Mubarak’s hired thugs

Now that so-called “pro-Mubarak supporters” have been unleashed to attack pro-democracy protesters in Cairo, Sarah Carr writes:

The use of hired thugs is classic Mubarak. The regime’s relationship with its people has always depended on intimidation and violence, which proved problematic with the wave of demonstrations and labour protests that have been a growing phenomenon since 2003 – acts of public police rage tend to put the tourists off. In 2005 elections young men were paid to sexually assault female protestors. Last year during the trial of two policemen accused of involvement in the death of Khaled Said a rowdy group of teenagers stood outside the courtroom and accused anti-torture protestors of being Israeli spies, before launching missiles at them. During the elections boys in matching t-shirts danced in front of polling stations while burly colleagues intimated voters on behalf of National Democratic Party candidates.

The idea is that these groups of men – who receive a modest daily stipend for their services – can execute regime orders without their actions being directly attributable to them. In the current scenario we are meant to believe that after four days of absolute silence peaceful pro-Mubarak protestors so irrevocably moved by the president’s speech and his promise not to stand for another term decided to organise mass counter protests. And attend these protests on camels and horses. And launch rocks and Molotov cocktails at camping Tahrir protestors whose only act of physical aggression has been against litter in the camp.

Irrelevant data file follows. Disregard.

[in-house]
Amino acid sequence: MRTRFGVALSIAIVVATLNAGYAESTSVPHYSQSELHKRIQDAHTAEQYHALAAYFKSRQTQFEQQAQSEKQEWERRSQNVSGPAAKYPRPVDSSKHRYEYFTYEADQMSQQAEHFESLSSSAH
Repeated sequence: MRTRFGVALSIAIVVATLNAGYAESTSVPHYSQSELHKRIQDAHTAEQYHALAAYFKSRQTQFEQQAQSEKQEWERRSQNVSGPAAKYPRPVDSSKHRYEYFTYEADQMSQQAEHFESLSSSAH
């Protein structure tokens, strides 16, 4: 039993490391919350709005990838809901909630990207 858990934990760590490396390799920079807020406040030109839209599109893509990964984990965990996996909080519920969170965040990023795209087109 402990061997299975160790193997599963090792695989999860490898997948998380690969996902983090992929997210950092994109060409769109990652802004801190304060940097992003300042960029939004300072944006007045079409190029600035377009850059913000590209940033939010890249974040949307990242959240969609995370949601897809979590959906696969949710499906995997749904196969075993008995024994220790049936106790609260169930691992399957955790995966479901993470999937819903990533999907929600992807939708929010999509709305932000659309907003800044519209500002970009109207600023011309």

Purely coincidentally, the Internet was turned back on in Egypt on the day these millions of Mubarak “loyalists” decided to take to the streets, so the whole world can see the love and respect he commands.

They are a sad, troubled knot of poverty, miseducation and anger, these hired fists, some of them reportedly recruited today for LE 50 (according to activists speaking to thugs detained by anti-government protestors).

More than anything they are a reminder why, no matter what the cost to protestors and to Egyptians struggling to accept the interruption to daily life, the Tahrir occupation must continue. An NDP promise cannot be trusted, and if every last bit of the NDP is not removed Egypt will never heal.

Mubarak’s regime is a cancer that has metastasized and spread to every part of Egyptian society. It has stripped the act of earning a living of its nobility and cheapened the currency of dreams; on our way home we talked to a taxi driver who expressed support for Mubarak. We asked him how exactly he had benefited from Mubarak’s rule and he said “stability”- not opened up new horizons for his children, not given him the opportunity to consider a life of doing something other than taxi-driving. Mubarak has simply ensured that Egypt does not enter into external conflict while declaring a war of never-ending grinding attrition on his own people.

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